This is different from the strength and endurance developed in other forms of exercise e.g. weights, cardio, yoga, pilates and other class exercises where the focus is on either generating force through a muscle and joint for a short time with high force or an extended time through a low force via repetitive or static movement.

Although there is always crossover, the benefits you receive from these training methods will be specific to that type of training due to the law of specific adaptation to imposed demand (S.A.I.D principle) and likewise the benefits you receive for MAT. 

More on the muscle ‘weakness’ MAT tests for and treats......

A muscle operates much like your car?  Imagine a muscle is the engine (big or small) for movement, but will not go without fuel (food and ability to convert to energy) and in the case of MAT the connection to a battery (nervous system) to switch it on.  This system of regulation of muscle tension for support and movement is mostly carried out at a sub-conscious level.  Although we may consciously choose to move and focus on particular muscles we are unable to do this with all our muscles all the time.

What makes MAT unique is its use of a system of checks and balances to find and treat ‘weak’ muscles at this level.  This does not necessary mean they are unable to generate force for movement but cannot respond on demand and therefore offer stability to the joint immediately. 

This inability to regulate tension can lead to reduction in the ability to produce strength and power when needed.  You can observe this in a gym when you are able to lift more weight when supported and stabilised using a fixed machine exercise compared to free weights; or in day to day life when you cannot generate the same force and balance when walking on normal ground compared to an unstable surface such as ice. 

The inability to regulate stability and prevent you from going into positions you are not prepared for can lead to muscle spasm or tightness as the body tries to add stability immediately or injury when it cannot do this quickly enough e.g. reaching for a bag and back tweaking, likewise for a sneeze or when stepping down and missing a step you thought was there and your knee or ankle twisting or back jarring.  This level of support is different from individual to individual and can be different from day to day.  It is this level of support that MAT tests and treats whether for rehabilitation, every day living or performance.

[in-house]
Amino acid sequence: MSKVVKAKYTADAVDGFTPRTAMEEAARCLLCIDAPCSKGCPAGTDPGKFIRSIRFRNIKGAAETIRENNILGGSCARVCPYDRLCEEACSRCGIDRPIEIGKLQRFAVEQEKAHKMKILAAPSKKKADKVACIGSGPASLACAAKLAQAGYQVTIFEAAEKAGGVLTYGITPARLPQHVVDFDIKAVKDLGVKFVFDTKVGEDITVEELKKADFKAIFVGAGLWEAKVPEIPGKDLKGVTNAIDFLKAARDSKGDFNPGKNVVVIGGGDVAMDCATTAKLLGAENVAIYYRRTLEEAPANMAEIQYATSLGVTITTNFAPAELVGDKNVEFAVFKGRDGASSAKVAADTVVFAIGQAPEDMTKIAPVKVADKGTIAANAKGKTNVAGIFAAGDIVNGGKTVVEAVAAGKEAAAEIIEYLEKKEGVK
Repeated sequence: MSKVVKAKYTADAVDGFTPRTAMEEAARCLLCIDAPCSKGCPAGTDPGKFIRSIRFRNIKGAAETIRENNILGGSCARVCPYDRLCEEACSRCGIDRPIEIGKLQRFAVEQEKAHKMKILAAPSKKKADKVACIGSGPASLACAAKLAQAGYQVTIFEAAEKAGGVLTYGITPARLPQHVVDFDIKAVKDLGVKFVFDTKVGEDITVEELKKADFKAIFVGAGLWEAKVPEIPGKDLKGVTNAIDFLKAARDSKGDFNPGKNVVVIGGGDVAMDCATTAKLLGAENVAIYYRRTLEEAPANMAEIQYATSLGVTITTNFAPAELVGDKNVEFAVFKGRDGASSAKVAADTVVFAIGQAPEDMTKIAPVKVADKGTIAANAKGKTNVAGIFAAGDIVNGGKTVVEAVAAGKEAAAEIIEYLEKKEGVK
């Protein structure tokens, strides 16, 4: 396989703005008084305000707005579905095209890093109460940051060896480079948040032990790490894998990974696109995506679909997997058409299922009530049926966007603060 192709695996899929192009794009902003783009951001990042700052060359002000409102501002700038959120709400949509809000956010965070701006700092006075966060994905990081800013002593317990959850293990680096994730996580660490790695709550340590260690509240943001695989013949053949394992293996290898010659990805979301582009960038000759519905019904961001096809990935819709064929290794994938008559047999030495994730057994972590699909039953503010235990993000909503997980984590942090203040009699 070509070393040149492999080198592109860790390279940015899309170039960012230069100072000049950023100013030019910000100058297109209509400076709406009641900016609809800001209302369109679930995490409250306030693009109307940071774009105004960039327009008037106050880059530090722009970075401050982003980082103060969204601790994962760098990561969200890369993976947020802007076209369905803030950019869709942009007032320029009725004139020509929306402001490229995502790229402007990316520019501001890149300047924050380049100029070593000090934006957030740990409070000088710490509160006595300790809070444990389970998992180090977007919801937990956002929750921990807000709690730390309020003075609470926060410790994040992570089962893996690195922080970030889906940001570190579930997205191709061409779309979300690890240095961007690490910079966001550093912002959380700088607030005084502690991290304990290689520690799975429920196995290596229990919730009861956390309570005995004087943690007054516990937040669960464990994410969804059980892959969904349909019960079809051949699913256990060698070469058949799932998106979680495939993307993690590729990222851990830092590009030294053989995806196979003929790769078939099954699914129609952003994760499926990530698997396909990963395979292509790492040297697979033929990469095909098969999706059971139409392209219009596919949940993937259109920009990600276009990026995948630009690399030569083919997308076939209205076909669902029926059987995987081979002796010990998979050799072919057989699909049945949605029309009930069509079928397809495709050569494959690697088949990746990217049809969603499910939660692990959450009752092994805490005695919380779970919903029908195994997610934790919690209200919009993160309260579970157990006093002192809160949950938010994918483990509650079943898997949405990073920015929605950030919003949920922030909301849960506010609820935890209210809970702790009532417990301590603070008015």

Note the focus and intention of using exercise to introduce stability such as abdominal bracing and drawing in the belly button can certainly help when training under used muscles and when adopted as a habit.   The drawback is that this largely works at a conscious level which cannot be maintained all the time.  This problem can be overcome, the technique made easier to do and training more effective when you have had an MAT treatment to re-activate the muscles involved.  

MAT identifies imbalances that in conventional training mean your strong muscles get stronger while weak ones remain weak and it is the compensation that improves.  (Which is why you consciously have to spend time working on mechanisms which should happen on their own.)  Once these muscles are activated you will get much more out of your training as you will have more support and more muscle to work with.  You can spend less time on the corrective work and more time on doing the training and sport you enjoy!

For more information on exercise and compensation see the section ‘who is MAT for?’ and go to MAT for exercise and sport performance.  Alternatively the section how does MAT work.

Is the (palpation) pressing on the body that MAT uses like acupuncture/acupressure, massage, reflexology etc?

No.

These forms of treatment consist of a variety of techniques e.g.  needling, pressing rubbing and friction to areas of the body such as muscles, tendons, ligaments, lymphatic and neurovascular points to name but a few.

The purpose is normally to release tension through the use of pressure (from one of the above techniques) directly to the area or indirectly through reflexive points around the body via the balance of chi / energy systems, lymphatic systems, organs, etc.  The practitioner may also use these techniques for the treatment of a variety of physical, digestive, emotional and psychological ailments.   

MAT differs from these treatments in that it uses just two techniques i.e. positional isometric holds, and a palpation to the sensory receptors at the origin and insertion of the muscle.  MAT through these techniques aims to activate / stimulate or wake up the muscle and its ability to produce tension and contract on demand to a change in pressure and position.  For more information on this see the link how does MAT work.  

Although the techniques (especially the palpation) appear similar to those of other treatments, MAT differs in 3 main ways:

  1. Many of the above methods aim to treat a symptom of a tight muscle through direct pressure to reduce tension.  MAT a) recognises that this muscle may be doing a job to add stability to an unstable joint because of weaknesses in associated muscles and; b) therefore uses palpations and isometrics to restore the weak muscles’ ability to produce and regulate tension (contract on demand) and add stability to the joint.  The body can then sense this restored stability and release the tension in the symptomatic tight muscle.